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Mark McGuire's Talking It Over
by Mark McGuire

Talking It Over

A Daily Gazette news blog
What's being talked about in the Daily Gazette, Schenectady, the Capital Region, nation and a few other places.
 

Not just another manic Monday

By Mark McGuire
Friday, June 27, 2014
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MECHANICVILLE -- Before Nellie Ackerman's simply strange Monday this past week took a turn from the bloody to the surreal, it started out as merely vexing.

Her 11-year-old son, Ayden, whom she describes as severely autistic, had been home from school since the week before, and there were no desperately needed home care health aides available at the moment to assist the single mom with two other children. On top of that, one of those kids, 13-year-old Jared, was in the hospital.

"This should be an interesting and adventurous week! Hahaha!" she wrote on Facebook.

Then it got worse. Much worse.

All she tried to do was squeeze a little sprucing up in her son’s room. But on this strange day, strange things happened.

“I went to clean something up under his bunk bed,” Ackerman says. “There was a piece of wood sticking out: Picture a stake you would use to kill a vampire. I hit my head. I put my hand to my head and it was covered in blood.”

She started to throw up, but at least managed to dial 911 before fainting.

"SO ... Minutes after my last FB post ... The freaking adventure really did begin!" she wrote on her social media page in an ongoing blow-by-blow. She did not go to the hospital, not with her child without an aide.

"Just had a living room full of EMTs & FIREMEN leave my house ..."

OK, a rough day, to be sure. A special needs child acting up. A sick child. A household accident. Stuff like this happens. Not often or all at once, but still.

“My hair is covered in blood,” Ackerman recalls. “I can’t even take a shower. My house is a mess.

"Then somebody knocks on my door. It was the middle of the day. I was not expecting anybody.”

It was a postal worker delivering a large package, a very special delivery.

The box arrived from El Paso, Tex. It was dated Sept. 2.

Sept. 2, 2008, to be exact — almost six years ago. Weird. Then it got weirder.

The package came from her stepfather, Griffin Couch. Ackerman had not seen him since 1988.
He died in 2011.

"I stopped and started to cry a little bit," Ackerman says.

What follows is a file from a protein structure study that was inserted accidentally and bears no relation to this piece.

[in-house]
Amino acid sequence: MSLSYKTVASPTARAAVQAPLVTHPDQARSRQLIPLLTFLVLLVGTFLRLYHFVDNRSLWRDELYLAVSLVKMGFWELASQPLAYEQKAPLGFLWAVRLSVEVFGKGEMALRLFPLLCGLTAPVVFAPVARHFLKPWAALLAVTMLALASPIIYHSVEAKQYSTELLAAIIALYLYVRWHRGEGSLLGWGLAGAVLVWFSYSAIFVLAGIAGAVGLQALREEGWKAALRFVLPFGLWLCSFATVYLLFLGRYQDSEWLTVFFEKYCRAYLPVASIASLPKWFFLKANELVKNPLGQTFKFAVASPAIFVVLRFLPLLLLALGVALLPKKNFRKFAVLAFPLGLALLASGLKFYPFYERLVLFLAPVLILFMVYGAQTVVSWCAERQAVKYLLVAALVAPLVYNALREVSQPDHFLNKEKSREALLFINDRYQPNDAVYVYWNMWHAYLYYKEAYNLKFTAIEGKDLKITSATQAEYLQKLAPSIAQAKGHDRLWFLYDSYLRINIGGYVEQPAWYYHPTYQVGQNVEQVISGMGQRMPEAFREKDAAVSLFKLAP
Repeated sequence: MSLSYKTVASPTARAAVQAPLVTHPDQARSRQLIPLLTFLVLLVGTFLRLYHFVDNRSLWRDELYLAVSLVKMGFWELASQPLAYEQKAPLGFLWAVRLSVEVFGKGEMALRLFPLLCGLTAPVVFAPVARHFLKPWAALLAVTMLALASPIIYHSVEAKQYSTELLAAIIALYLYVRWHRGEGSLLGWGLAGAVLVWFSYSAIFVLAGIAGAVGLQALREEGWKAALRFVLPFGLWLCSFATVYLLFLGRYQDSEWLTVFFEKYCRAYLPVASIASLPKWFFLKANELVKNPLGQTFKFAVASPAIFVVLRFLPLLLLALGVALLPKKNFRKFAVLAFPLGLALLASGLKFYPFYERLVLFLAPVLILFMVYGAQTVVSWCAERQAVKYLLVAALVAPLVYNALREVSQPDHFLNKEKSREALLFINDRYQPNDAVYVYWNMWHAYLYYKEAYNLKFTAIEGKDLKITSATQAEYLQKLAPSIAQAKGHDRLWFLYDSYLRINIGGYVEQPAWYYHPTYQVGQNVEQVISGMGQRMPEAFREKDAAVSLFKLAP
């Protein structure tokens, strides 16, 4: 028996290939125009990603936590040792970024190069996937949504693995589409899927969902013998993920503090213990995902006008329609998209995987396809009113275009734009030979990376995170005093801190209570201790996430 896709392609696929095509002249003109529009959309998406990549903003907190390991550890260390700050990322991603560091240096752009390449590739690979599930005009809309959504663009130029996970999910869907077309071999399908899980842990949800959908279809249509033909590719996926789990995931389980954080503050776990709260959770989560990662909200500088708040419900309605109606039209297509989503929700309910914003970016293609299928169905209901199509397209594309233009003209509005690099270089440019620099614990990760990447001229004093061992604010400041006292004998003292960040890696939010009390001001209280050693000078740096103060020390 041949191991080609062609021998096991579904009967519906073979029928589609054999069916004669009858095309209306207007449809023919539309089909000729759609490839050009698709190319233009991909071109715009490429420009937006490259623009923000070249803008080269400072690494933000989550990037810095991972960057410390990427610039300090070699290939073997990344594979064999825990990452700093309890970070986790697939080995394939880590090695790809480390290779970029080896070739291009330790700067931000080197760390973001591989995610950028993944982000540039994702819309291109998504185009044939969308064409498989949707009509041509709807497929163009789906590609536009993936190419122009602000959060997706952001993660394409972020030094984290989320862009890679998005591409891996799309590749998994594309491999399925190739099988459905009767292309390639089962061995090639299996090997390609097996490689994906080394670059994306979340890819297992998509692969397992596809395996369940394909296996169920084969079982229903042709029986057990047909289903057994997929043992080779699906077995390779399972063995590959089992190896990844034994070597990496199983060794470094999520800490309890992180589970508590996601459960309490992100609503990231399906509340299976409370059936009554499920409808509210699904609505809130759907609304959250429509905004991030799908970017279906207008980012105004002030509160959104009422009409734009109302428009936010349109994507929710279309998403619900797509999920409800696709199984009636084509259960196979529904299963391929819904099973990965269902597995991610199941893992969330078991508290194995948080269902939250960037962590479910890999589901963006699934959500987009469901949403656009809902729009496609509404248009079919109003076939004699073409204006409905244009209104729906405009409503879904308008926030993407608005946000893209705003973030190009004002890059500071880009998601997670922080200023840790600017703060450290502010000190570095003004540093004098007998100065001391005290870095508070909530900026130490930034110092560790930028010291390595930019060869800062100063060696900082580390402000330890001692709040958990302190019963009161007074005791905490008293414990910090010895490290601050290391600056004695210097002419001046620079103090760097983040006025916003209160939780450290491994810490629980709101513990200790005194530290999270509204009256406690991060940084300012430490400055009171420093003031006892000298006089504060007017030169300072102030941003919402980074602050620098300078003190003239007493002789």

(Where the package had been is somewhat a mystery, but U.S. Postal Service officials believe it had been sitting unclaimed for years in a parcel locker for a multi-unit dwelling at Ackerman's old Mechanicville address. The parcel locker — which Ackerman says she wasn't aware of — containing the package had not been opened in years, but once the package was discovered it was promptly delivered, USPS regional spokeswoman Maureen Marion said. She said there is no way of knowing at this point if the package had in fact been delivered to the old address years ago, adding those parcel lockers will now be checked regularly for unclaimed packages.)

The contents in the eventually delivered box were, it seems, haphazardly thrown in. "It was the most random stuff, which made it even more bizarre," Ackerman says. "Recipes written on sheets of 8 1/2 x 11 pieces of paper. Kitchen utensils like kitchen knives and steak knives. Then there was this fireman's knife. A Nintendo DS for my son, and books. A makeup kit.

"It was all so random," she says. "Did he keep shoving stuff in there?"

There was a short note, stating he hoped she could use the enclosed items. On the back of the letter, one word was written: "Sanctity."

"Is it some sort of code?" she wonders. No clue. She feels sad her stepfather died thinking she was not thoughtful enough to say thank you.

"What does it all mean?" she asked aloud on Facebook.

"I don't know," she concludes.

It's two days later now. Ackerman has a health aide in the house. The lump on her head is still sore. She still ponders that Monday.

Ackerman, 41, says she was mostly raised by her father after her mother died when Ackerman was a teen. But the Linton High School grad remembers it was Griffin Couch who paid for her prom dress and limo, and provided an invaluable ear through her divorce. Through any major period of transition, he was there, at least as a voice on the phone or with a comforting email.

Ackerman, owner of the Blu Tea Company and director of the Arts Center on the Hudson, both in Mechanicville, has a lot of stuff going on in her life right now, even beyond her children's health and her own. She again is in a period of transition.

And what shows up? A package from beyond.

"Holy ...," she says in a moment of revelation. "This is freaking me out.

"When I look back, every time there was something major in my life, he was there for me."

And there he was again. Maybe that's it ... or maybe strange stuff just happens.

"There is something here. I don't know what it means," she says. "Or maybe it was just one of those really weird days."

 
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